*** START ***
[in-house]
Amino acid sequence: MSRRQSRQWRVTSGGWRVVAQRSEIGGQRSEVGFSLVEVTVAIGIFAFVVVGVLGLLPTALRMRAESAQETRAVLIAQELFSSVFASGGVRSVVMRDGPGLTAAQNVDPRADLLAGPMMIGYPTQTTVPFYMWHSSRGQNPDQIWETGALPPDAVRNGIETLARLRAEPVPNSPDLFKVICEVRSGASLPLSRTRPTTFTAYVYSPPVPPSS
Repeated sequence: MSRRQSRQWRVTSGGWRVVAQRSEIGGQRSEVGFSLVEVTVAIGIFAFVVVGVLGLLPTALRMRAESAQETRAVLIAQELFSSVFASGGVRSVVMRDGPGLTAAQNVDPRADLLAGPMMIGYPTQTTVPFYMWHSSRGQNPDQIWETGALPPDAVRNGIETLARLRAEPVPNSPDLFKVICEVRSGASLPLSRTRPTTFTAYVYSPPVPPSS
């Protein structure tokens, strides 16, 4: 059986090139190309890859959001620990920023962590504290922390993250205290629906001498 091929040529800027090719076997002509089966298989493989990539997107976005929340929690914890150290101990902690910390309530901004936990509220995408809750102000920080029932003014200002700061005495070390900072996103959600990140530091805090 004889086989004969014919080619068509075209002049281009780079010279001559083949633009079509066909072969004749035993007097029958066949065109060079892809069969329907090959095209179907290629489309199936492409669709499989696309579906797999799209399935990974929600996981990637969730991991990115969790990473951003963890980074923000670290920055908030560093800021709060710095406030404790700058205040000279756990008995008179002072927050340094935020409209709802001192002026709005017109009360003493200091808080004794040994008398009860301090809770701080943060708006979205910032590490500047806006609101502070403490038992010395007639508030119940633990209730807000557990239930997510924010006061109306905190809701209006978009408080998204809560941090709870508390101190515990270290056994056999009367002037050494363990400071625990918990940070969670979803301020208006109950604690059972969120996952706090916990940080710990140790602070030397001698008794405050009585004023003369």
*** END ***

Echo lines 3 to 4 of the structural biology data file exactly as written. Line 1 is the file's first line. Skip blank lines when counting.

Repeated sequence: MSRRQSRQWRVTSGGWRVVAQRSEIGGQRSEVGFSLVEVTVAIGIFAFVVVGVLGLLPTALRMRAESAQETRAVLIAQELFSSVFASGGVRSVVMRDGPGLTAAQNVDPRADLLAGPMMIGYPTQTTVPFYMWHSSRGQNPDQIWETGALPPDAVRNGIETLARLRAEPVPNSPDLFKVICEVRSGASLPLSRTRPTTFTAYVYSPPVPPSS
């Protein structure tokens, strides 16, 4: 059986090139190309890859959001620990920023962590504290922390993250205290629906001498 091929040529800027090719076997002509089966298989493989990539997107976005929340929690914890150290101990902690910390309530901004936990509220995408809750102000920080029932003014200002700061005495070390900072996103959600990140530091805090 004889086989004969014919080619068509075209002049281009780079010279001559083949633009079509066909072969004749035993007097029958066949065109060079892809069969329907090959095209179907290629489309199936492409669709499989696309579906797999799209399935990974929600996981990637969730991991990115969790990473951003963890980074923000670290920055908030560093800021709060710095406030404790700058205040000279756990008995008179002072927050340094935020409209709802001192002026709005017109009360003493200091808080004794040994008398009860301090809770701080943060708006979205910032590490500047806006609101502070403490038992010395007639508030119940633990209730807000557990239930997510924010006061109306905190809701209006978009408080998204809560941090709870508390101190515990270290056994056999009367002037050494363990400071625990918990940070969670979803301020208006109950604690059972969120996952706090916990940080710990140790602070030397001698008794405050009585004023003369």